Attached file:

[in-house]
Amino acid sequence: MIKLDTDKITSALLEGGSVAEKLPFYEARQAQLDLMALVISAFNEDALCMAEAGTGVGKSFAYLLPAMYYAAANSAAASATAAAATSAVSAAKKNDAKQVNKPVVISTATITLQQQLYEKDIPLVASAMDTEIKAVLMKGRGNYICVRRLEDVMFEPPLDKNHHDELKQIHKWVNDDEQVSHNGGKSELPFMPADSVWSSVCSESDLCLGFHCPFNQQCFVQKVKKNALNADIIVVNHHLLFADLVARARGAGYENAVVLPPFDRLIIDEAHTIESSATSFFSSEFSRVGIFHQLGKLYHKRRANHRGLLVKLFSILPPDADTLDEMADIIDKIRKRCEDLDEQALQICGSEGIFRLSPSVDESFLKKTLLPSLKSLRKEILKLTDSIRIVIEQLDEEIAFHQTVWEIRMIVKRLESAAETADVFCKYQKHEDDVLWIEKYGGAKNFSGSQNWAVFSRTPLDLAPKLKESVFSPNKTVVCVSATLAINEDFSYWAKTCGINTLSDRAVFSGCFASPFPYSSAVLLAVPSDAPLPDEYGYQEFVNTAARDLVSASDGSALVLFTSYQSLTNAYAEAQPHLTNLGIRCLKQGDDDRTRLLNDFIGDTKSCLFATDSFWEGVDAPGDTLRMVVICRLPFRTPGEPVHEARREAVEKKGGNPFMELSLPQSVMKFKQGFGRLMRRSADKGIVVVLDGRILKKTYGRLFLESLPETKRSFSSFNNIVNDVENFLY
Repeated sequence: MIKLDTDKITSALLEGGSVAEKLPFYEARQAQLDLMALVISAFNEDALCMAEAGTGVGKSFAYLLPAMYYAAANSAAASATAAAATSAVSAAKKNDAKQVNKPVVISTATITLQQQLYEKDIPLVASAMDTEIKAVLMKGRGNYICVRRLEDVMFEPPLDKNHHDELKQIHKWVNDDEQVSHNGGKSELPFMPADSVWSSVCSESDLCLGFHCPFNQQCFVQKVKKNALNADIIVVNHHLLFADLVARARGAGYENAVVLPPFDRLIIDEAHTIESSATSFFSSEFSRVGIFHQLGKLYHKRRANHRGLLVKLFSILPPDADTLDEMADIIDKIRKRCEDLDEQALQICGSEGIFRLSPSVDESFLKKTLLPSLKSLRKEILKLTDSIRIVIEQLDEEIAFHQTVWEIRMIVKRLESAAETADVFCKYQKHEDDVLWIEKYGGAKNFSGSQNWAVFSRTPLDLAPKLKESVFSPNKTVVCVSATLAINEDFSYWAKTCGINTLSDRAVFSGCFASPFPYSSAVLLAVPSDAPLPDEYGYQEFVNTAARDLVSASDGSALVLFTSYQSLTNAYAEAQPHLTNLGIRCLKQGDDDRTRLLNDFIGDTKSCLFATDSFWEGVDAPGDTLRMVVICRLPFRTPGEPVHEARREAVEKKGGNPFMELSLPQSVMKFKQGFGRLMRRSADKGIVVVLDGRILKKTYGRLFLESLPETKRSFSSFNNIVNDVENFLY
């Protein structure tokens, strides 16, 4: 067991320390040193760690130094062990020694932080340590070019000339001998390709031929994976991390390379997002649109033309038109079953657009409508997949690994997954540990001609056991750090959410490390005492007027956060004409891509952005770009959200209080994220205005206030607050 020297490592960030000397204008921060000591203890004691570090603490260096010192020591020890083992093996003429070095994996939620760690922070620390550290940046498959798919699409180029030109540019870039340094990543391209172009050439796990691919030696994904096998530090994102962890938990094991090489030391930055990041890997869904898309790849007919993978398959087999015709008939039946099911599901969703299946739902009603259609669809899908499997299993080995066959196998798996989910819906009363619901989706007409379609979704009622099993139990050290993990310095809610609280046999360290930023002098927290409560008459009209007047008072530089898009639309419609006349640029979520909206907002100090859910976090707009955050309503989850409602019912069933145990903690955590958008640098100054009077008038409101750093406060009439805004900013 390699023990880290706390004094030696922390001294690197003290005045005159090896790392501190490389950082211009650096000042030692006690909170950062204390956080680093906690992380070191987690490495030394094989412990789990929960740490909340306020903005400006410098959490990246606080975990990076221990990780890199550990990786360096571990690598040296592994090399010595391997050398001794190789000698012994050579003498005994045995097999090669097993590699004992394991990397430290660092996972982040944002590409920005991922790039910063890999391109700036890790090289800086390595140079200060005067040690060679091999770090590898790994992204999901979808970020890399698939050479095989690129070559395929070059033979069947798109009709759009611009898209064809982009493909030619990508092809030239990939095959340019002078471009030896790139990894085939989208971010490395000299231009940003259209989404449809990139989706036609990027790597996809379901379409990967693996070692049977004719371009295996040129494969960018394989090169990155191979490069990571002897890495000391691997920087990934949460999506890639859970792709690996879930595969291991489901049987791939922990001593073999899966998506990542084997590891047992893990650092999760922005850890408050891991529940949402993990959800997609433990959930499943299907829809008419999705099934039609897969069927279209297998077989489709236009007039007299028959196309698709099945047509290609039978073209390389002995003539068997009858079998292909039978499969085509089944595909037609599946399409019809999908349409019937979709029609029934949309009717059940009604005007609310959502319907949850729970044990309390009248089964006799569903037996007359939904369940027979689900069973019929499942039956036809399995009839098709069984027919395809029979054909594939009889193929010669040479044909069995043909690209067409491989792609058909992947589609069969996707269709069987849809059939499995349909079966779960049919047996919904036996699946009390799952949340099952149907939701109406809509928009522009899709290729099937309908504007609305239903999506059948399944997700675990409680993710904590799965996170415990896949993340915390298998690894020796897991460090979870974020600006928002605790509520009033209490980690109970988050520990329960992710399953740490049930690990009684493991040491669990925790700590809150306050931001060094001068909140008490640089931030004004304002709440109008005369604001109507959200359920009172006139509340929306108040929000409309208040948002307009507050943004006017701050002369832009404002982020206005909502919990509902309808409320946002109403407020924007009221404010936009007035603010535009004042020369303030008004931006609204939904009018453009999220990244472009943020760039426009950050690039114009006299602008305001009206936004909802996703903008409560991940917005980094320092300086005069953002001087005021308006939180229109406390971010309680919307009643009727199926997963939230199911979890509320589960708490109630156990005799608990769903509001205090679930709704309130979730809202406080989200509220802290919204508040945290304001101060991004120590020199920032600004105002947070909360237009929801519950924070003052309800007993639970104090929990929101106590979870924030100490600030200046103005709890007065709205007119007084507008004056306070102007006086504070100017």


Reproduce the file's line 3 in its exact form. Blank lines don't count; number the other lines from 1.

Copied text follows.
Repeated sequence: MIKLDTDKITSALLEGGSVAEKLPFYEARQAQLDLMALVISAFNEDALCMAEAGTGVGKSFAYLLPAMYYAAANSAAASATAAAATSAVSAAKKNDAKQVNKPVVISTATITLQQQLYEKDIPLVASAMDTEIKAVLMKGRGNYICVRRLEDVMFEPPLDKNHHDELKQIHKWVNDDEQVSHNGGKSELPFMPADSVWSSVCSESDLCLGFHCPFNQQCFVQKVKKNALNADIIVVNHHLLFADLVARARGAGYENAVVLPPFDRLIIDEAHTIESSATSFFSSEFSRVGIFHQLGKLYHKRRANHRGLLVKLFSILPPDADTLDEMADIIDKIRKRCEDLDEQALQICGSEGIFRLSPSVDESFLKKTLLPSLKSLRKEILKLTDSIRIVIEQLDEEIAFHQTVWEIRMIVKRLESAAETADVFCKYQKHEDDVLWIEKYGGAKNFSGSQNWAVFSRTPLDLAPKLKESVFSPNKTVVCVSATLAINEDFSYWAKTCGINTLSDRAVFSGCFASPFPYSSAVLLAVPSDAPLPDEYGYQEFVNTAARDLVSASDGSALVLFTSYQSLTNAYAEAQPHLTNLGIRCLKQGDDDRTRLLNDFIGDTKSCLFATDSFWEGVDAPGDTLRMVVICRLPFRTPGEPVHEARREAVEKKGGNPFMELSLPQSVMKFKQGFGRLMRRSADKGIVVVLDGRILKKTYGRLFLESLPETKRSFSSFNNIVNDVENFLY